CSX lawsuit may be resolved
Other federal lawsuits remain active
The federal judge presiding over three lawsuits arising from a derailment of a CSX Transportation train in August 2017 has noted that one of the lawsuits might have been settled.
Judge Kim R. Gibson in an order issued this month stated that a lawsuit filed in April by the resident of and the owner of a home along the tracks in Hyndman that was damaged when several rail cars landed in the structure’s backyard “has resolved.”
The home at 306 Schellsburg St. was occupied by Charles J. Miller during the early morning of Aug. 2, 2017, when the derailment occurred.
According to the lawsuit filed by Bedford County attorney Girard E. Rickards, Miller had lived in the home for 53 years.
About 4:54 a.m. on that August day, Miller was in his living room when suddenly several of the derailed cars of a 178-car CSX train crashed into his yard and garage, “exploding and making loud booming noises,” the lawsuit stated.
The home’s owner, Janet Ritchey of O’Fallon, Ill., who is Miller’s daughter, contended the property received more than $72,000 in damage.
Miller himself claimed emotional distress and medical expenses as a result of the derailment.
While the federal record in the case stated a resolution has been reached, Miller, when contacted Wednesday, said he has not yet been informed about the settlement.
He now lives in a different location in the borough and said he believes the Schellsburg Street home will eventually be torn down.
The lawsuit alleged the train, carrying more than 18 tons in freight and more than two miles in length, had a faulty brake system and yet was continuing its way from Chicago to New York.
Thirty-two of the cars derailed, and a subsequent fire led to the evacuation of many residents of Hyndman.
CSX, in its answer to the lawsuit, denied it was negligent and careless in the operation of the train.
Rickards was not available Wednesday to discuss the resolution of the case, his office reporting he is involved in an traffic accident case being tried this week in the U.S. District Court in Johnstown.
Gibson’s order instructs the attorneys for both sides to notify the court when the settlement is consummated.
Two other federal lawsuits resulting from the derailment remain active.
CSX and attorneys for Robert Scaife, his wife, Diane, and Robert Scaife III are in a battle to decide the venue where that lawsuit will be tried.
The Scaifes through Indiana County attorneys Bryan Neiderhiser and Russell Bopp initially filed the lawsuit in the Bedford County Court of Common Pleas.
CSX removed the case to federal court, noting that CSX is a railroad with headquarters in Jacksonville, Fla.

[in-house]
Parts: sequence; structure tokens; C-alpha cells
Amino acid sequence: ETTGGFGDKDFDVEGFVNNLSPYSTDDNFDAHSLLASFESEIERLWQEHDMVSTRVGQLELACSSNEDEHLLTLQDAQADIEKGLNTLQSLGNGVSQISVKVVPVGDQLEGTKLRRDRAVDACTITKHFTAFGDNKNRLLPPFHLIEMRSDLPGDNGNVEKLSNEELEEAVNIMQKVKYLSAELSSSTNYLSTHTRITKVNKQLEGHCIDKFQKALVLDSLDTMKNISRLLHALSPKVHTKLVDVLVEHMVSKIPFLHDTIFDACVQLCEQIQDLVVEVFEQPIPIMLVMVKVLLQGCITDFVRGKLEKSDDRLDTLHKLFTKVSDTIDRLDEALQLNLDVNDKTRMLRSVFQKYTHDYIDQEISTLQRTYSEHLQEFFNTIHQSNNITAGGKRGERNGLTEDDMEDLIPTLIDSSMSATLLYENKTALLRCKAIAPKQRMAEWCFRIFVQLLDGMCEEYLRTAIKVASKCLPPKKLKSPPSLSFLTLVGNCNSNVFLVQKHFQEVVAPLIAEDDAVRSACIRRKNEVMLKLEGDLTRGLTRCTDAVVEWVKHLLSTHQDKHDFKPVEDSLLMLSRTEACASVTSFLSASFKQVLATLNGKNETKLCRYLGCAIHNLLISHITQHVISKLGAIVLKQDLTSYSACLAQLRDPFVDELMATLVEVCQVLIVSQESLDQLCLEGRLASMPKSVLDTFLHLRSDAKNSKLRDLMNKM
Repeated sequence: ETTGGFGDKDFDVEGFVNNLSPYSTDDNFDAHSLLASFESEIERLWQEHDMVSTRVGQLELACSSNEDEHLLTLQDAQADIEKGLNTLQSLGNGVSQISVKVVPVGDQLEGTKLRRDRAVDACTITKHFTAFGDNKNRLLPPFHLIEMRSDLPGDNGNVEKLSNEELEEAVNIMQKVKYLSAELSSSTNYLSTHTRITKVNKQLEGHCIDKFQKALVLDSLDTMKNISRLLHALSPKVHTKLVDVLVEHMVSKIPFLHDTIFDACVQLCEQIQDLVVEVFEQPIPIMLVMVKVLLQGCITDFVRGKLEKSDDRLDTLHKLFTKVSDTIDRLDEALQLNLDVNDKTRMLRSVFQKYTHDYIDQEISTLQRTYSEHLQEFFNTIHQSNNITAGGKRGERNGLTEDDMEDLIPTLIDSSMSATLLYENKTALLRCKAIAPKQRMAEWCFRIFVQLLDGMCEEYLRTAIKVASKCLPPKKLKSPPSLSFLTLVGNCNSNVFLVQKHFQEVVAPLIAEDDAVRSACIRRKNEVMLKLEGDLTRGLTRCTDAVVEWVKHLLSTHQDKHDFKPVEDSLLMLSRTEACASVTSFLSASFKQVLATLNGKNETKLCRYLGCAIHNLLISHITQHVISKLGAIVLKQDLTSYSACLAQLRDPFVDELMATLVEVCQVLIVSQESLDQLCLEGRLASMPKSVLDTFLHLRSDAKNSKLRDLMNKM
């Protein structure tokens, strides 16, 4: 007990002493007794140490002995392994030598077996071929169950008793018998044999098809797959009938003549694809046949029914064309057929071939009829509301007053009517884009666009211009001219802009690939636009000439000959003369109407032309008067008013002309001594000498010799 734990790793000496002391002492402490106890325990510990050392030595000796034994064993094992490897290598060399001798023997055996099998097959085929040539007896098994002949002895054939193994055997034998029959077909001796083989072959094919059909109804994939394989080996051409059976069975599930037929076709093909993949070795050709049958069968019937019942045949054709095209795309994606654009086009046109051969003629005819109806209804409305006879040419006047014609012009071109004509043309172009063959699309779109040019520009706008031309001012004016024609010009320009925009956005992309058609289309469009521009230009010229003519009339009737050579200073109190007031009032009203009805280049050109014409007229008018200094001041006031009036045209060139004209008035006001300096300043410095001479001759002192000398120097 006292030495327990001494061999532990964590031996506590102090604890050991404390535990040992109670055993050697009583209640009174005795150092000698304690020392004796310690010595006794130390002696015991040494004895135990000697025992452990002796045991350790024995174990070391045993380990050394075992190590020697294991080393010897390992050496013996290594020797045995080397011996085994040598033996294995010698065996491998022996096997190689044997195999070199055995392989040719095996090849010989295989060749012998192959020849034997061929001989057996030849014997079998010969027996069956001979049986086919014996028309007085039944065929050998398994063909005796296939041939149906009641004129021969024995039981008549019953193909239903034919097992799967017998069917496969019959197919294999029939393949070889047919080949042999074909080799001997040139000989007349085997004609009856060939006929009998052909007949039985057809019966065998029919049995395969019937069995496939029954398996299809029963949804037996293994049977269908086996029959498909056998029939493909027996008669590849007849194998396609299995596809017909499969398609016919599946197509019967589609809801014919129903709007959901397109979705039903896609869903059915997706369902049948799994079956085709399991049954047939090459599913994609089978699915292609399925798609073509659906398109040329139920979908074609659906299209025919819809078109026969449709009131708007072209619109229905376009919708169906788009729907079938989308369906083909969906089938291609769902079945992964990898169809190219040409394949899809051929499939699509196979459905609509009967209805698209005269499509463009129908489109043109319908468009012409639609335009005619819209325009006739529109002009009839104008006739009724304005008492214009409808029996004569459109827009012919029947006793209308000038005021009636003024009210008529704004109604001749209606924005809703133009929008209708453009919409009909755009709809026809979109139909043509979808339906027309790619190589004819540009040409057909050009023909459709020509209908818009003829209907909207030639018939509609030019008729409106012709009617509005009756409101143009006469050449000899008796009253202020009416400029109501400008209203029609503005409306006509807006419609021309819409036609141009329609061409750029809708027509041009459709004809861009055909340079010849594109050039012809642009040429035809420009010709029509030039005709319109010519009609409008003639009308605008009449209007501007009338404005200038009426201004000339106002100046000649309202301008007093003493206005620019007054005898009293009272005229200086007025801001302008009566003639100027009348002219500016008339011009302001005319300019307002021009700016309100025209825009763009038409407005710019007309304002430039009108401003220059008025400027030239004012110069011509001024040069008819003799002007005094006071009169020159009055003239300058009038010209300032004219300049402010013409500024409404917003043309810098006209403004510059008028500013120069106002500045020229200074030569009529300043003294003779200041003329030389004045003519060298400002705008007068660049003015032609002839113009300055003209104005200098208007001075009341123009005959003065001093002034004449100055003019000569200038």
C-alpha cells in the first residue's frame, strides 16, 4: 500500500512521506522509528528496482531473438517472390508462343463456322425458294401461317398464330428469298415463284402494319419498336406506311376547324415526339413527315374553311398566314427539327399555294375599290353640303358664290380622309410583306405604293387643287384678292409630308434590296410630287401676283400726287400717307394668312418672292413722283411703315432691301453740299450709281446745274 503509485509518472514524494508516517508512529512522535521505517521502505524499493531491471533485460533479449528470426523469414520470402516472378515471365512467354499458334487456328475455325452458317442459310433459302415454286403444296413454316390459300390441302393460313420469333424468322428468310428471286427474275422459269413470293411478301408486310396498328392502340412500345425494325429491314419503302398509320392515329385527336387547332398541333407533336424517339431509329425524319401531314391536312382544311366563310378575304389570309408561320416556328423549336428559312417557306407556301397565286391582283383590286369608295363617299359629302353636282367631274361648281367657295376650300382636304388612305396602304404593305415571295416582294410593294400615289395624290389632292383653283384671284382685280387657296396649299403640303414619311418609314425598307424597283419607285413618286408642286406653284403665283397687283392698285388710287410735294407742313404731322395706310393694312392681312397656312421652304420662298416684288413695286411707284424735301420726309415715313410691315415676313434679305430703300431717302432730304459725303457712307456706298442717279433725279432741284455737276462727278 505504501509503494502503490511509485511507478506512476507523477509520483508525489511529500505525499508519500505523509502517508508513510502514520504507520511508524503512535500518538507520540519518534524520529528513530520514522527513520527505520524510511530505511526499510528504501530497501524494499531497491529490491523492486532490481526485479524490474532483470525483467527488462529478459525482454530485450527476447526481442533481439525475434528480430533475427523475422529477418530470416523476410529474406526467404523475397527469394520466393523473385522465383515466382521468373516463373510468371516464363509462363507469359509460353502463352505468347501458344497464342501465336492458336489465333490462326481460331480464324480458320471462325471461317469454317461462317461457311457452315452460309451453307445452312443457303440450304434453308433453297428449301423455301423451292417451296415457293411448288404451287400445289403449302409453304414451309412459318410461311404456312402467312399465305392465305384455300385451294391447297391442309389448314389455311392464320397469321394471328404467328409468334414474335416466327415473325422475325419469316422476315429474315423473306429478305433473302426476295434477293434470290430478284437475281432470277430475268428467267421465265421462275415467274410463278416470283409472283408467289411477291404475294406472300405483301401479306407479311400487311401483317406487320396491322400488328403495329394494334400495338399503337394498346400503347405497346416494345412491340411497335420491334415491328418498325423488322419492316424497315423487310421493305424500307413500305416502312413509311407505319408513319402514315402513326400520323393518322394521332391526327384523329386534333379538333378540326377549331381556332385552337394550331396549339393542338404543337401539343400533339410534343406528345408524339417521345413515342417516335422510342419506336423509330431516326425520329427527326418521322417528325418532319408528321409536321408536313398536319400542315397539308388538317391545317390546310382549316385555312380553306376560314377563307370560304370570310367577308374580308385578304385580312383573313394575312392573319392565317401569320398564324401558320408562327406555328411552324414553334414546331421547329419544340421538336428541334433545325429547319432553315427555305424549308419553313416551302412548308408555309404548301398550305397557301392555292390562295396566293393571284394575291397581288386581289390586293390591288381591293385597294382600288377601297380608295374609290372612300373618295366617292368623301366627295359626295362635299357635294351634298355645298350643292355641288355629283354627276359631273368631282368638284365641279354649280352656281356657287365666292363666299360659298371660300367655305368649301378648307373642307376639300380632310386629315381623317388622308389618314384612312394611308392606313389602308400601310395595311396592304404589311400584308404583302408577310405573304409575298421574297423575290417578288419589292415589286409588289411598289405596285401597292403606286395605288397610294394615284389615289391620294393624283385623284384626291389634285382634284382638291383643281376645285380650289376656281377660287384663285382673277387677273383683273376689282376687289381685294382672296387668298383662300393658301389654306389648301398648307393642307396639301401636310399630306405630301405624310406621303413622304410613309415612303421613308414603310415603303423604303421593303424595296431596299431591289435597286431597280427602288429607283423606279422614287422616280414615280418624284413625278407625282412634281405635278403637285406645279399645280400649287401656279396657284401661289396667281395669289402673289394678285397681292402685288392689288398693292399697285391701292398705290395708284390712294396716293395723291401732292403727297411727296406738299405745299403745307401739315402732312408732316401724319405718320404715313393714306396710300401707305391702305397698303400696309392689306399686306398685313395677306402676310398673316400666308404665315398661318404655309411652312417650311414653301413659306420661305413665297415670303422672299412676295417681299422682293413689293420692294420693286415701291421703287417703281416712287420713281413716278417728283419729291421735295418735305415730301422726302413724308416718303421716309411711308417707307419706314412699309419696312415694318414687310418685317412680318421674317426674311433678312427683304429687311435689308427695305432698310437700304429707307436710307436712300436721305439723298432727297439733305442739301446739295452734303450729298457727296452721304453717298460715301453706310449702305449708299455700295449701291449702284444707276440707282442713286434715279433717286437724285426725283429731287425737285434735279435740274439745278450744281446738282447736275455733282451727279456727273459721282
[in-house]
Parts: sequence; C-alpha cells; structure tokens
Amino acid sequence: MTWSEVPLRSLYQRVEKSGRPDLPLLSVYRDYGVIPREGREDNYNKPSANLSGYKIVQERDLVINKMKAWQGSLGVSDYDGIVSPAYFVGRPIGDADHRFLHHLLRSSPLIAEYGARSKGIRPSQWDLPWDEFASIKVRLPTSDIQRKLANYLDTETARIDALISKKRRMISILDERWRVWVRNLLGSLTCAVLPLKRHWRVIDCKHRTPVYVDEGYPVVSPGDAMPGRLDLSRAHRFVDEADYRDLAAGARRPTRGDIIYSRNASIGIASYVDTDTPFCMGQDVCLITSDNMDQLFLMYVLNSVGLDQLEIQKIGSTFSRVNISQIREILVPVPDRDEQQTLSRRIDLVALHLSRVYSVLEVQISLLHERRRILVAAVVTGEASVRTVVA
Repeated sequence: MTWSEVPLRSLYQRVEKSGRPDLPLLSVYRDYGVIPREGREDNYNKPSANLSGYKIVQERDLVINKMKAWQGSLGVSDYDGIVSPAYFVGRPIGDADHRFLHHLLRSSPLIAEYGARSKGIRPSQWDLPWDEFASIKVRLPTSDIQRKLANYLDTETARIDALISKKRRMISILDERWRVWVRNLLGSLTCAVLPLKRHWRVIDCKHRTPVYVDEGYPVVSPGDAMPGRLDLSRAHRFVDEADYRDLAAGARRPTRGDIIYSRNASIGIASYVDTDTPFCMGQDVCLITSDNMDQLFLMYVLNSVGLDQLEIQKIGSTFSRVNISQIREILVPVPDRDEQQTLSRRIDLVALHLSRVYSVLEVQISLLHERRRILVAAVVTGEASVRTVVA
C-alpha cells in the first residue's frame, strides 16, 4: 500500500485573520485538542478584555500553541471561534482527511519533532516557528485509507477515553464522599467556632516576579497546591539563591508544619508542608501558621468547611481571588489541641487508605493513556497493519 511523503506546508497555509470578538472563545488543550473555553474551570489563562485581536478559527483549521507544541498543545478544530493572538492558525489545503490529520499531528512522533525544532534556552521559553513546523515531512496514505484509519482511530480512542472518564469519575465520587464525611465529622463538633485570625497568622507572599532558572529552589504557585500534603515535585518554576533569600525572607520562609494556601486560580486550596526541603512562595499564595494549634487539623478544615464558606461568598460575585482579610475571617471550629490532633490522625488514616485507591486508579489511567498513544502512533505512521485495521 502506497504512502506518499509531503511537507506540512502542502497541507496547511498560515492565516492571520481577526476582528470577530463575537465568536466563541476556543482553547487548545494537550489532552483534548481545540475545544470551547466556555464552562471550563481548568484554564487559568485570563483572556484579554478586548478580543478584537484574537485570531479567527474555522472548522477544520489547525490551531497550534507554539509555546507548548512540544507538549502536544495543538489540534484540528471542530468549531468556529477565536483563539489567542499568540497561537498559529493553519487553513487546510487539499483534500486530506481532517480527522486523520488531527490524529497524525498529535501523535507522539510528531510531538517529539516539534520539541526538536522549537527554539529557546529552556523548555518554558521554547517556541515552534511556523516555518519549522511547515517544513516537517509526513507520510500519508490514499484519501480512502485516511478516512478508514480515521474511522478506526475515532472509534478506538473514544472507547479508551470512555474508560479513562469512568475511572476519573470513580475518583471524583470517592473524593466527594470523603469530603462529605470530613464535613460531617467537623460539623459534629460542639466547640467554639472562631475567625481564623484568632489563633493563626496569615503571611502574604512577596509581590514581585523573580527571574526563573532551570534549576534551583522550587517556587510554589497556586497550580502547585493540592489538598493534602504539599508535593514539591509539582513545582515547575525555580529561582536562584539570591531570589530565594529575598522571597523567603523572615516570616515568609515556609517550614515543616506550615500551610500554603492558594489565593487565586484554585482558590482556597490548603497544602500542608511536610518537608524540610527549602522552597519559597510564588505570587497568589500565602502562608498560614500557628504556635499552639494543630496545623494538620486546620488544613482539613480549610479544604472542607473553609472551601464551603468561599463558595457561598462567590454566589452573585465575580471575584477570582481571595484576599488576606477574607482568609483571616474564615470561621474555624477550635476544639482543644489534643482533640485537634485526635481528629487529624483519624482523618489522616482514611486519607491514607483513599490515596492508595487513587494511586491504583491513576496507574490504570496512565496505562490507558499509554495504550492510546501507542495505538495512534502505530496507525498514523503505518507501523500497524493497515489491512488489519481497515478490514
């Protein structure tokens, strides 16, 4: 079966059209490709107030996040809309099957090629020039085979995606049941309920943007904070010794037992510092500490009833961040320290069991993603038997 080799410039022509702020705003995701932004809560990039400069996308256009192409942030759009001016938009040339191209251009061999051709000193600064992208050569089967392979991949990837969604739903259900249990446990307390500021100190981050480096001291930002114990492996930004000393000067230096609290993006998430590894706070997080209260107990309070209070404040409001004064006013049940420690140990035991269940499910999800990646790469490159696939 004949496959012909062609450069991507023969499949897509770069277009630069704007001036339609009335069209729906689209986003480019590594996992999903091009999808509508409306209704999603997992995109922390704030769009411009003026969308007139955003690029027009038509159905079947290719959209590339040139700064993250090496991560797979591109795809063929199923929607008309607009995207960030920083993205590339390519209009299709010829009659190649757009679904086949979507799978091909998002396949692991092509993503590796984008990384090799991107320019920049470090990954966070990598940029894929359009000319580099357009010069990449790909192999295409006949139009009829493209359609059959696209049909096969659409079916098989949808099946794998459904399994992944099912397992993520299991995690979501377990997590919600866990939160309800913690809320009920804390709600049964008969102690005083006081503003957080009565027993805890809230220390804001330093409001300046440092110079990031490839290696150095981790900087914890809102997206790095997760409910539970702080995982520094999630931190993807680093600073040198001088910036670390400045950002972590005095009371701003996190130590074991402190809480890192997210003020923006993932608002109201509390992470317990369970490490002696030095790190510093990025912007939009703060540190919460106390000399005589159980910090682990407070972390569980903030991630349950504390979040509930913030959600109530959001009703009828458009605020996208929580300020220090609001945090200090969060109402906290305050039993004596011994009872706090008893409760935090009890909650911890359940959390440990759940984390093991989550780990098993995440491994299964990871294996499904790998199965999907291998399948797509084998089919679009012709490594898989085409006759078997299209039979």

The attorneys for the Scaifes have asked Gibson to return the case to Bedford County.
CSX argues the case belongs in the federal court because damages at issue most likely will exceed $75,000, but the plaintiffs’ attorneys claim they are requesting damages within the $25,000 arbitration limit established for hearing in the Bedford Court of Common Pleas.
The Scaifes are seeking damages stemming from the inhalation of fumes from the explosion and fire of hazardous materials that spilled from the derailed cars.
Gibson is also faced with a controversy from a third lawsuit filed by Neiderhiser on behalf of the residents of Hyndman who were forced from their homes for several days as a result of the derailment.
He has brought a class-action lawsuit led by resident Denora Diehl.
That lawsuit outlines the suffering that many residents endured as they were forced from their homes.
The evacuation zone included a population of 2,788 residents, 835 families and 1,167 households, the lawsuit reported.
CSX is opposing court approval of the class action, contending it has already reimbursed residents for their inconvenience.
The railroad claims also that the potential “class” to be represented in the lawsuit is too large.
In response, the lawyers seeking the formation of a class point out they have limited the number of people to be included, excluding anybody who did not evacuate and those who are seeking personal injury damages.
CSX also seeks to bar reimbursement for mental anguish caused by the derailment.
However, the plaintiffs have responded that each member of the class should have the benefit of a psychiatric assessment.
The plaintiffs also described CSX’s payout to evacuees as a “paltry sum” that failed to address the effects of the derailment on each individual.